Press Release

Press Release Commonwealth Awarded $685,133 in Land and Water Conservation Fund Grants for Four Trail Projects

For immediate release:
10/17/2018
  • Executive Office of Energy and Environmental Affairs

Media Contact for Commonwealth Awarded $685,133 in Land and Water Conservation Fund Grants for Four Trail Projects

Katie Gronendyke

BOSTONThe Baker-Polito Administration today announced $685,133 in grant awards for four trail-related projects funded through the National Park Service’s Land and Water Conservation Fund (LWCF) Grant Program. The Executive Office of Energy and Environmental Affairs (EEA) administers the grants for Massachusetts on behalf of the National Park Service. 

“Support from the Land and Water Conservation Fund is an important tool as the Baker-Polito Administration works to expand the network of trails across the state,” said Energy and Environmental Affairs Secretary Matthew Beaton. “We are proud to be able to partner with four Massachusetts communities to fund their priority trail projects and provide residents more opportunities to enjoy healthy, recreational activity outdoors.”

The LWCF was created in 1965 through an act of Congress. It is funded through off-shore oil leases and provides grants to states, as well as the federal government, for projects that protect open spaces, construct or renovate parks, and build trails. The Commonwealth’s parks and open spaces received more than $100 million through the program since its inception in 1965.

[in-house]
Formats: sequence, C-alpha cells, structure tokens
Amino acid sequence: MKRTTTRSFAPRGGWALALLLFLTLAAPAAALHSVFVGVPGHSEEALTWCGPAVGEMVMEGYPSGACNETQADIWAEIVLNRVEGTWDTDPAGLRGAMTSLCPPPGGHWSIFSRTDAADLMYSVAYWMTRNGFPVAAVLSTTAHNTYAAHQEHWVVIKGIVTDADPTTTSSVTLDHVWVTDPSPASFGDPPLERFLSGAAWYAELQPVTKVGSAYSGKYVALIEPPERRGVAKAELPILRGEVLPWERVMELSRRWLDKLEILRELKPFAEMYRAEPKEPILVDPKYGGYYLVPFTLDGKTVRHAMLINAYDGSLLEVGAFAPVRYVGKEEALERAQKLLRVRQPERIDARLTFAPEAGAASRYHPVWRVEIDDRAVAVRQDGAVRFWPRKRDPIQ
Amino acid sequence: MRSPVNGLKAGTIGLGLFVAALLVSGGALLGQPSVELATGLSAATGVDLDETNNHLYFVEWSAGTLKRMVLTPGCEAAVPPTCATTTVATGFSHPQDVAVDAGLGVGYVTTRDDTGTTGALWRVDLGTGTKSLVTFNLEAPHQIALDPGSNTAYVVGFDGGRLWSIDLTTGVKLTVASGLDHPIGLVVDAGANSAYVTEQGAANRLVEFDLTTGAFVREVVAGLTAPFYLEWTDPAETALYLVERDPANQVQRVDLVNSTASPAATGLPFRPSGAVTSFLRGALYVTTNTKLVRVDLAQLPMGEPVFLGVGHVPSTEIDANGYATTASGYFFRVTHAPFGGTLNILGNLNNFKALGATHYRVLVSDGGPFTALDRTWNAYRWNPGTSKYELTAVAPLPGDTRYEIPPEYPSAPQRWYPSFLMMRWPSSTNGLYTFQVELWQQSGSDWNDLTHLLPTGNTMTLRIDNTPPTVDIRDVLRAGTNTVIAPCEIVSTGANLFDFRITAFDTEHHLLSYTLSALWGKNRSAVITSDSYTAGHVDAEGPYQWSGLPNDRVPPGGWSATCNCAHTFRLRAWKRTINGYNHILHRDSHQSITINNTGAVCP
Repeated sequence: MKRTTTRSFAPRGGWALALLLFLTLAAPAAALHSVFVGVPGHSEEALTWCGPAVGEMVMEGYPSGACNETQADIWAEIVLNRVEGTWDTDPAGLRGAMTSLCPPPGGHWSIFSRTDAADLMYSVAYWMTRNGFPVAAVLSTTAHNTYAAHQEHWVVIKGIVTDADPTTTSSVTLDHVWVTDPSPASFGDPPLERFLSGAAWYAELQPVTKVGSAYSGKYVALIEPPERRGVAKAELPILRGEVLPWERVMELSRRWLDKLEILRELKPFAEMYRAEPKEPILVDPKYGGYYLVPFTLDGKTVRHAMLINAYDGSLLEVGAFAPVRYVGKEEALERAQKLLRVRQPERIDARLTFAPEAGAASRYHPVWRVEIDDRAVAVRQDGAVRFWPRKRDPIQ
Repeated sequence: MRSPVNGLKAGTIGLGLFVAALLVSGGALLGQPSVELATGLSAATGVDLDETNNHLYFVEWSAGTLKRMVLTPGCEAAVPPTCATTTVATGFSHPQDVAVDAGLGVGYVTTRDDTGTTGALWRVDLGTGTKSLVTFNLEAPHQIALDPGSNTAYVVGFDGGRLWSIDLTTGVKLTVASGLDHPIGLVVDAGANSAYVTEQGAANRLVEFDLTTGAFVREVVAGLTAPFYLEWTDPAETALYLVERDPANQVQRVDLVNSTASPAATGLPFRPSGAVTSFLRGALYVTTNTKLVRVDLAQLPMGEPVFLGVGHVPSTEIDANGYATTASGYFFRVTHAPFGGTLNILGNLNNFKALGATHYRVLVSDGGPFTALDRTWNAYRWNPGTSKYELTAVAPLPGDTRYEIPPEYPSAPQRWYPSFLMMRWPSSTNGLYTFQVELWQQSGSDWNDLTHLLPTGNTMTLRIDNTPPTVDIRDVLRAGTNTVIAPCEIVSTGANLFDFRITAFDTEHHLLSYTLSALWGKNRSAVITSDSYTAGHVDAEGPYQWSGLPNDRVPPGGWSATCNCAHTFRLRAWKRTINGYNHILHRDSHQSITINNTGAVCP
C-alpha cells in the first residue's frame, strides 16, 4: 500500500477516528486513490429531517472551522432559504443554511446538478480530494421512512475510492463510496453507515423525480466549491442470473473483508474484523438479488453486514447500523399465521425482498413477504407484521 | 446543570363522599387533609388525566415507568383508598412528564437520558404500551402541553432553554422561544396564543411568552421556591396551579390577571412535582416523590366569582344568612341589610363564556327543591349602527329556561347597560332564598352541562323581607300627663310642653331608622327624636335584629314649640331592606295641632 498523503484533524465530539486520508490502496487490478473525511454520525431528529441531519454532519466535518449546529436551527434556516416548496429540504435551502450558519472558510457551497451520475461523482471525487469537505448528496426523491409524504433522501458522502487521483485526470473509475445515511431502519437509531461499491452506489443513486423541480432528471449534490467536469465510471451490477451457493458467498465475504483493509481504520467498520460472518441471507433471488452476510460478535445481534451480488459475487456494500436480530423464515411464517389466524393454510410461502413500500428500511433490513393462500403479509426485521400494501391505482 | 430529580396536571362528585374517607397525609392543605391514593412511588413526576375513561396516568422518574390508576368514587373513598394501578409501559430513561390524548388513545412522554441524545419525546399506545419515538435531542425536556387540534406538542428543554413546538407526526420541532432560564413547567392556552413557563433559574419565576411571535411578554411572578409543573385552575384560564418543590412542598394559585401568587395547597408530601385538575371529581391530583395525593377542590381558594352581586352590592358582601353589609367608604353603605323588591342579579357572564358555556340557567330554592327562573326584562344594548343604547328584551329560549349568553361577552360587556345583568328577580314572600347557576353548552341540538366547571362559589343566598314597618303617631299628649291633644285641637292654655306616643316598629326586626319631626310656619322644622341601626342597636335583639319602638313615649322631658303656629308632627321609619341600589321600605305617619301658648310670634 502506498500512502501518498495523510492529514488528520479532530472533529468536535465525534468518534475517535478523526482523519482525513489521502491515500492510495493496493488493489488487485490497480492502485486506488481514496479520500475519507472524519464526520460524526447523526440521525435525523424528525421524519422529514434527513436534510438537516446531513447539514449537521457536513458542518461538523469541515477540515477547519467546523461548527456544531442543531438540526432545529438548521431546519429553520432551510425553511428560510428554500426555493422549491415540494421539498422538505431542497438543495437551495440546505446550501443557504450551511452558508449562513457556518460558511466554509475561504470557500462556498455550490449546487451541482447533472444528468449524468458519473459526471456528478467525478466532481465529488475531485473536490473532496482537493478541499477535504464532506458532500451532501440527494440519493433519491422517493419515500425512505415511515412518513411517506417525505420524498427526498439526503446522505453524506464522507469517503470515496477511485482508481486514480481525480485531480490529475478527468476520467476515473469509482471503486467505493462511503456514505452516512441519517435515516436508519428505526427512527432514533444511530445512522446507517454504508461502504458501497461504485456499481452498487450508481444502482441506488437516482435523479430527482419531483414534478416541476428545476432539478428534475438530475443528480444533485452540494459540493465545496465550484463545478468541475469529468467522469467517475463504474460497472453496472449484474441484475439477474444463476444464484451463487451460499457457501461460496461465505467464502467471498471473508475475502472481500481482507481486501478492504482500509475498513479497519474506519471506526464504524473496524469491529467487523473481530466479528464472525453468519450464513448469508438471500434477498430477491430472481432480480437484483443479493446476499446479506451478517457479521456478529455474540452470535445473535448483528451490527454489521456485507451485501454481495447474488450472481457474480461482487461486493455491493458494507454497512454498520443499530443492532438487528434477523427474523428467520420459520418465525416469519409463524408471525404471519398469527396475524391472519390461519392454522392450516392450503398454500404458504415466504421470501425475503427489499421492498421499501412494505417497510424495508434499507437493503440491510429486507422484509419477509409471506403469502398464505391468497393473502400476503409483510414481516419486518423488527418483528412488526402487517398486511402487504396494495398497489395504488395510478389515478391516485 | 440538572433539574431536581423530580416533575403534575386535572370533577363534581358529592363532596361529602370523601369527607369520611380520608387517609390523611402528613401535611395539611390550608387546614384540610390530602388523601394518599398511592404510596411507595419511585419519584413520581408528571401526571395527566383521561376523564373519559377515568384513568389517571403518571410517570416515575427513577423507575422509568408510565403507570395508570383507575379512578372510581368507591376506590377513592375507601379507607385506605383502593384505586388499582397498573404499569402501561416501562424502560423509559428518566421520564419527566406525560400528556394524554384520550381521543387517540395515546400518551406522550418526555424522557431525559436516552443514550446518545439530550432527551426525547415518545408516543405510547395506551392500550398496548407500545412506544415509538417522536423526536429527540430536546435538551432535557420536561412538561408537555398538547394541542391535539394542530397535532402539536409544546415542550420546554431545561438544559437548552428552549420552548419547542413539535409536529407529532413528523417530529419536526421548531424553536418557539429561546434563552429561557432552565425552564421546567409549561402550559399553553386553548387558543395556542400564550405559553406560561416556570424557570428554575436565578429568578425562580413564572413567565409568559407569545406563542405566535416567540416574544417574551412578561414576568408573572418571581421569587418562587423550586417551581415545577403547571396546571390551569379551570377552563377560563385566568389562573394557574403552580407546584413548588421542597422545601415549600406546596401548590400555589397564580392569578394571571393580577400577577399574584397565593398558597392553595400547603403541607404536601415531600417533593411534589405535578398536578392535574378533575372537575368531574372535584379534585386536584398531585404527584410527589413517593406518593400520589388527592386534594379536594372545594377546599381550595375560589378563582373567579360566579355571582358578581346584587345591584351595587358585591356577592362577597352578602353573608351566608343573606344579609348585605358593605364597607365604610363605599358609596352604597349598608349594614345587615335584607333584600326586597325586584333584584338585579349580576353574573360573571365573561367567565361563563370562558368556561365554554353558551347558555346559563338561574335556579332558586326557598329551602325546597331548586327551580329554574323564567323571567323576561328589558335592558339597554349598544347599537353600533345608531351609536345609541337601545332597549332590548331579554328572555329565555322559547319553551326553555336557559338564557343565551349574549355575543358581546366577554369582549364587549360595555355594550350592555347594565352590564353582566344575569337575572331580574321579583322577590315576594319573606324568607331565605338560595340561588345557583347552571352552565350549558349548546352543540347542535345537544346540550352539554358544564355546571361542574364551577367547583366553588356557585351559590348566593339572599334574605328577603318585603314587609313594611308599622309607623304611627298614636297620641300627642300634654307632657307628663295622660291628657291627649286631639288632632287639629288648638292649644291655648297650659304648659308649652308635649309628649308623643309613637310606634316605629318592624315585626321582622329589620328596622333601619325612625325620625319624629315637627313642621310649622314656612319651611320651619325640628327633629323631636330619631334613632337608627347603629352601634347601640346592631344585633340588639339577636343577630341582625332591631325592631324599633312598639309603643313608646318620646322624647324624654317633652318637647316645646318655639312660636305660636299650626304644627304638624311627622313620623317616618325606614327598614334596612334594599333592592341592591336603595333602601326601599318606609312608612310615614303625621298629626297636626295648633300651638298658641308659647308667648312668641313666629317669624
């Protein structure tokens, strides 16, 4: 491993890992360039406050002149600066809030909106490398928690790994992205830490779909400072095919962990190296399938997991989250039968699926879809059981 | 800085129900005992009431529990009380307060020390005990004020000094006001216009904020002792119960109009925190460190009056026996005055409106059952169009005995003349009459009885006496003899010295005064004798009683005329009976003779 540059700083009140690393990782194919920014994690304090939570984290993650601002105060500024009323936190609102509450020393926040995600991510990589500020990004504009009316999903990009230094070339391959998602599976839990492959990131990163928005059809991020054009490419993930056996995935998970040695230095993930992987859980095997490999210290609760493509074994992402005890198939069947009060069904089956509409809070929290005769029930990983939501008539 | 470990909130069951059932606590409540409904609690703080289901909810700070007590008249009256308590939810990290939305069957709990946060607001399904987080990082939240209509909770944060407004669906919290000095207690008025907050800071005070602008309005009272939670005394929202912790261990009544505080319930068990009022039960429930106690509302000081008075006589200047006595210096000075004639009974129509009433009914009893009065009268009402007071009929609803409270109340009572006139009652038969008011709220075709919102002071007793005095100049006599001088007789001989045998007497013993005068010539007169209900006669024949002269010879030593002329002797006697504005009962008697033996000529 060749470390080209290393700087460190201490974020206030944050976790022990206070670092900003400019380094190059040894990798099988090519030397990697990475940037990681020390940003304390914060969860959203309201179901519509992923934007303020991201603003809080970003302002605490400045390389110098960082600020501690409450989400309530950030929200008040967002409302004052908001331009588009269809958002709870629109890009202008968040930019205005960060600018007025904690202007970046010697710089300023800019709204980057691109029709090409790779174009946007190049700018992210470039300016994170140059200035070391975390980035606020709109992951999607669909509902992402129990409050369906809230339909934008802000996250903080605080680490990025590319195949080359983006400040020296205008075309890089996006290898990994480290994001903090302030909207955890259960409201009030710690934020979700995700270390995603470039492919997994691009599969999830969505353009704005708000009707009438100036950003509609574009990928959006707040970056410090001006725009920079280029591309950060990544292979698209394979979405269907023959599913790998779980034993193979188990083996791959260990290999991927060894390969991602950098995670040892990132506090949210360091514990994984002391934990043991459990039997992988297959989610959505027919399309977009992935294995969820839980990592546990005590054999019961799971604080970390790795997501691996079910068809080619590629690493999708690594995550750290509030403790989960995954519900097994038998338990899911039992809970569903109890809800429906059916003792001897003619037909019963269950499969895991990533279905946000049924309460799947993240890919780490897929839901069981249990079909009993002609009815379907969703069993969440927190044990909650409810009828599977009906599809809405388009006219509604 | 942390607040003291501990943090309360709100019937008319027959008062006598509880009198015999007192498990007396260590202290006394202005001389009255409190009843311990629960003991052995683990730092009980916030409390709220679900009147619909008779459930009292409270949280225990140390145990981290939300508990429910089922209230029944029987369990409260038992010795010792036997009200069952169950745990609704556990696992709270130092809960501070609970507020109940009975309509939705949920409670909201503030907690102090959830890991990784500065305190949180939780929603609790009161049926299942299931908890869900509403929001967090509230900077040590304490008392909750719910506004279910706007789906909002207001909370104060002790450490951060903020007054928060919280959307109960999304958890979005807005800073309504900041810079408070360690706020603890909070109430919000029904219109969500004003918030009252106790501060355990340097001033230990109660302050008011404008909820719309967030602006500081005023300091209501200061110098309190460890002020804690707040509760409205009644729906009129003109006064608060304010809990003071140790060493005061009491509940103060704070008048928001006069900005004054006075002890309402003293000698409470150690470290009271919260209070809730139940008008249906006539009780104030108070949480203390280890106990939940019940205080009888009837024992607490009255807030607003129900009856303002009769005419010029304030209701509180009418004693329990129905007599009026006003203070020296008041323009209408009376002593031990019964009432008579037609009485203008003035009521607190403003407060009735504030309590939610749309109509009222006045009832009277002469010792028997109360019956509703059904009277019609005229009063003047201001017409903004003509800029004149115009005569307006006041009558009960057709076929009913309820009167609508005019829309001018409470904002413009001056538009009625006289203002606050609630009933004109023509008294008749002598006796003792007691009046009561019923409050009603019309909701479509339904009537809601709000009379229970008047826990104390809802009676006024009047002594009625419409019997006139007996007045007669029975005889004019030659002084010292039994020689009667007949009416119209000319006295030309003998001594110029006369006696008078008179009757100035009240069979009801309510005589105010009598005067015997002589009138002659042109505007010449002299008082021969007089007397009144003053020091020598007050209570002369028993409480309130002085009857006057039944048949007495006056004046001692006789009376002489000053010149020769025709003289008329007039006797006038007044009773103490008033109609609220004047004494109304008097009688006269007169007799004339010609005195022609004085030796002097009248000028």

Massachusetts maintains eligibility for the program by completing a Statewide Comprehensive Outdoor Recreation Plan (SCORP) every five years. The projects selected for funding must implement the findings of the plan and all applicants must have an up-to-date Open Space and Recreation Plan to be eligible for funding. In the most recent SCORP, trails were among the most highly sought after recreational amenities.

The Fiscal Year 2019 LWCF grant awardees are:

GRANT RECIPIENT

PROJECT NAME

PROJECT DESCRIPTION

AMOUNT

Northampton

Rocky Hill Greenway Trail

The Rocky Hill Greenway Trail will be a 0.75-mile non-motorized trail providing access through the City’s most ecologically varied conservation area, the Burts Bog Greenway.  The trail will be near the City's only bog, five certified vernal pools, and turtle habitat.  The accessible trail will serve all non-motorized uses.

$200,000

Springfield

Ruth Elizabeth Park Connector Trail

The Ruth Elizabeth Park Connector Trail will originate at Ruth Elizabeth Park where a trailhead, trail map, an accessible perimeter walking path, and parking will be provided.  The trail will connect to Harriet Tubman, Donna Blake, Barrows, Gerrish, Johnny Appleseed, and Forest Parks.

$200,000

Tyngsborough

Camp Kiwanis Girl Scout Property

The Camp Kiwanis Girl Scout Camp renovation project will add signage and a formal parking area, restore existing trails, and remove existing structures.

$85,133

Worcester

Hadwen Park Tetasset Hill Trail Improvements